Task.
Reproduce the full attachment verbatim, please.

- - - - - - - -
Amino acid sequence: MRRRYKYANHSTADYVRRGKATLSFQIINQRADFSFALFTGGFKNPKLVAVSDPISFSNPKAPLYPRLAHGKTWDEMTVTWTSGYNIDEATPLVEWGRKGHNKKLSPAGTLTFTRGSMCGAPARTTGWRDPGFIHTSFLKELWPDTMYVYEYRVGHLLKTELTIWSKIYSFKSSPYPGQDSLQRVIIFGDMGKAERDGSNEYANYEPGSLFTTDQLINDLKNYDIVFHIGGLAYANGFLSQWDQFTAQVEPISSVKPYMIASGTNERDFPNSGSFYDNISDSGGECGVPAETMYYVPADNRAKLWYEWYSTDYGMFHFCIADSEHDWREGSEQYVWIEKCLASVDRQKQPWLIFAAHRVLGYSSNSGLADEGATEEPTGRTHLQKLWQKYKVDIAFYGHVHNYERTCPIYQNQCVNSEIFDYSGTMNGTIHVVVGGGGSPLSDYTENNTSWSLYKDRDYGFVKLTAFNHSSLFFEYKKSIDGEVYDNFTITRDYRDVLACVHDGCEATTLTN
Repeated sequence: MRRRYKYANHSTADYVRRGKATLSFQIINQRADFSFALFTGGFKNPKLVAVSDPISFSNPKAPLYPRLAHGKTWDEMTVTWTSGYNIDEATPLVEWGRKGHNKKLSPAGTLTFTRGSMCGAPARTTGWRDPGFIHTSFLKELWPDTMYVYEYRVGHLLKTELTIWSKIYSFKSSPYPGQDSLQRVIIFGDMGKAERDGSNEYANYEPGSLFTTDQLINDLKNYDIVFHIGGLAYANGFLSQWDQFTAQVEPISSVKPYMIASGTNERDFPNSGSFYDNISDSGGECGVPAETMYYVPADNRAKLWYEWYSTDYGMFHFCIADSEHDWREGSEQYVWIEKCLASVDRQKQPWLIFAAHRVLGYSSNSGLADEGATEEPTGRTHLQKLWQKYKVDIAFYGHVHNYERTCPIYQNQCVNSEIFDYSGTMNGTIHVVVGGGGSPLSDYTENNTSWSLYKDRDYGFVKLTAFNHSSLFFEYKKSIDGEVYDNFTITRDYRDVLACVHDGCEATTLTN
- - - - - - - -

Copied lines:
Amino acid sequence: MRRRYKYANHSTADYVRRGKATLSFQIINQRADFSFALFTGGFKNPKLVAVSDPISFSNPKAPLYPRLAHGKTWDEMTVTWTSGYNIDEATPLVEWGRKGHNKKLSPAGTLTFTRGSMCGAPARTTGWRDPGFIHTSFLKELWPDTMYVYEYRVGHLLKTELTIWSKIYSFKSSPYPGQDSLQRVIIFGDMGKAERDGSNEYANYEPGSLFTTDQLINDLKNYDIVFHIGGLAYANGFLSQWDQFTAQVEPISSVKPYMIASGTNERDFPNSGSFYDNISDSGGECGVPAETMYYVPADNRAKLWYEWYSTDYGMFHFCIADSEHDWREGSEQYVWIEKCLASVDRQKQPWLIFAAHRVLGYSSNSGLADEGATEEPTGRTHLQKLWQKYKVDIAFYGHVHNYERTCPIYQNQCVNSEIFDYSGTMNGTIHVVVGGGGSPLSDYTENNTSWSLYKDRDYGFVKLTAFNHSSLFFEYKKSIDGEVYDNFTITRDYRDVLACVHDGCEATTLTN
Repeated sequence: MRRRYKYANHSTADYVRRGKATLSFQIINQRADFSFALFTGGFKNPKLVAVSDPISFSNPKAPLYPRLAHGKTWDEMTVTWTSGYNIDEATPLVEWGRKGHNKKLSPAGTLTFTRGSMCGAPARTTGWRDPGFIHTSFLKELWPDTMYVYEYRVGHLLKTELTIWSKIYSFKSSPYPGQDSLQRVIIFGDMGKAERDGSNEYANYEPGSLFTTDQLINDLKNYDIVFHIGGLAYANGFLSQWDQFTAQVEPISSVKPYMIASGTNERDFPNSGSFYDNISDSGGECGVPAETMYYVPADNRAKLWYEWYSTDYGMFHFCIADSEHDWREGSEQYVWIEKCLASVDRQKQPWLIFAAHRVLGYSSNSGLADEGATEEPTGRTHLQKLWQKYKVDIAFYGHVHNYERTCPIYQNQCVNSEIFDYSGTMNGTIHVVVGGGGSPLSDYTENNTSWSLYKDRDYGFVKLTAFNHSSLFFEYKKSIDGEVYDNFTITRDYRDVLACVHDGCEATTLTN